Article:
In times of crisis, rural African communities turn to radio as a trusted source of information. Sometimes, it is the only source. As the pandemic dawned, Farm Radio knew that broadcasters would be the key to delivering life-saving, accessible messages at scale to the vulnerable populations who needed them most.
Unlike other mediums, radio is not restricted by lockdowns; it is one of few tools that can keep entire communities safe, entirely at-a-distance.
But, as the pandemic spread farther and wider, it became clear that broadcasters were more in need of support than ever.
Farm Radio re-directed its work to better serve broadcasters as they served their rural audiences, who faced their own unique challenges under the threat of COVID-19. We did this in five main ways: (1) supporting radio broadcasters with how-to guides and other resources; (2) developing a call in service for African journalists; (3) connecting broadcasters to share experiences; (4) getting support where it was needed most through a rapid COVID-19 support fund; and (5) adapting our current programming and projects to meet the needs of communities affected by COVID-19.
0+Radio stations reached with COVID-19 resources
0COVID-19 resources produced
0+Messages between broadcasters and health experts
Farm Radio recognized that women’s access to information during outbreaks such as the COVID-19 pandemic is severely constrained. In order to address this situation:
- Many of the radio resources produced were specific to issues of gender equality, or otherwise reviewed by the Farm Radio gender equality and inclusion team. For example: such as the impact of the increased unpaid care work carried by women.
- Radio stations selected as recipients of the COVID-19 support fund were selected partly on the basis of their programming for women
- Many of the expert discussions via WhatsApp and Telegram focused the specific impacts of COVID-19 on women, mothers, and marginalized groups
- The project supported women and men moderators of communities of practice at understanding issues of gender equality and how to support women broadcasters at taking their place in the dialogue.
- The project included gender experts as part of the rapid response e-service for broadcasters when possible and provided data related to gender equality and COVID-19.
🔈 A radio clip from this project
This project is made possible through financial support of the Government of Canada, through Global Affairs Canada.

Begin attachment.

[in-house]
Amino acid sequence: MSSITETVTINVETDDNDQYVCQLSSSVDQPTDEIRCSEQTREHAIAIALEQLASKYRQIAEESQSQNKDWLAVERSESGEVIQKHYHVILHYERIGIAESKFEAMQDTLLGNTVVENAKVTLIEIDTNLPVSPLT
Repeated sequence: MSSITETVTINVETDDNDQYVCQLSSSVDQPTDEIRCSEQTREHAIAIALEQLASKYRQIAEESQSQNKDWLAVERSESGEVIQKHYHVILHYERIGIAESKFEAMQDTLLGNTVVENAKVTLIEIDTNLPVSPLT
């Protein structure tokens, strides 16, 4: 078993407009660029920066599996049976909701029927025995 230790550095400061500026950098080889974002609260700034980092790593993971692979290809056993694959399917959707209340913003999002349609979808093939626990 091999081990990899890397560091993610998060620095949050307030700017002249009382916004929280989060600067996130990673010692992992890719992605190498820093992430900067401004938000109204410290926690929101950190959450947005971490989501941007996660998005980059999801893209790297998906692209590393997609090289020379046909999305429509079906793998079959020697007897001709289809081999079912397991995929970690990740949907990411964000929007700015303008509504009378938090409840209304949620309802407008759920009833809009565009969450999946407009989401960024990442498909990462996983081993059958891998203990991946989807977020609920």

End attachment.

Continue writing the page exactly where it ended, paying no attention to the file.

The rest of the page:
- Duration: 12 months, 2020-2021
- Budget: $499,766 CAD
- Radio stations: 1,000+
- Languages: Amharic, Ateso, Bambara, Chichewa, Dioula, English, French, Hausa, Swahili, Luganda, Luo, Malinké, Mooré, Nupe, Peulh / Pulaar, Soninké, Sonrhaï, Twi, Wolof, Yoruba
Accurate, timely, and gender-responsive information
In response to the pandemic, Farm Radio International created 43 radio resources addressing urgent COVID-19 needs, including on topics such as fake news, gender-based violence, and FAQs on COVID-19.
Making experts accessible
Over five months, experts, along with Farm Radio staff, facilitated more than 116 of these discussions with our broadcasting partners in 13 online groups. More than 50,000 messages were shared in these groups.
Coaching broadcasters in local languages
In just five months, we made more than 17,000 calls to support 3,500 broadcasters in 12 countries. This work is a part of Farm Radio International’s network services, a renewed and ever-expanding part of the organization’s mandate.
Uliza Poll: Boosting the power of radio with ICTs
Assisted by the services of Viamo, Farm Radio International operated broadcaster hotlines in 12 countries. Radio broadcasters who called the hotlines heard recorded information about COVID-19, and were given the option to record their questions about the pandemic, which were then answered by local and international health experts.
The service saw 3,050 interactions in six months, with questions from broadcasters on prevention, transmission, recovery, and more.
COVID-19 Support Fund: Keeping essential services on the air
We supported more than 150 radio stations in 12 countries with more than $170,000 CAD of funding to help broadcasters stay on-air and support stations’ programming in response to COVID-19. Broadcasters purchased face masks and handwashing supplies, paid for fuel to keep their stations running, bought phone credit to do interviews at a distance, and invested in equipment to make their programs better than ever before.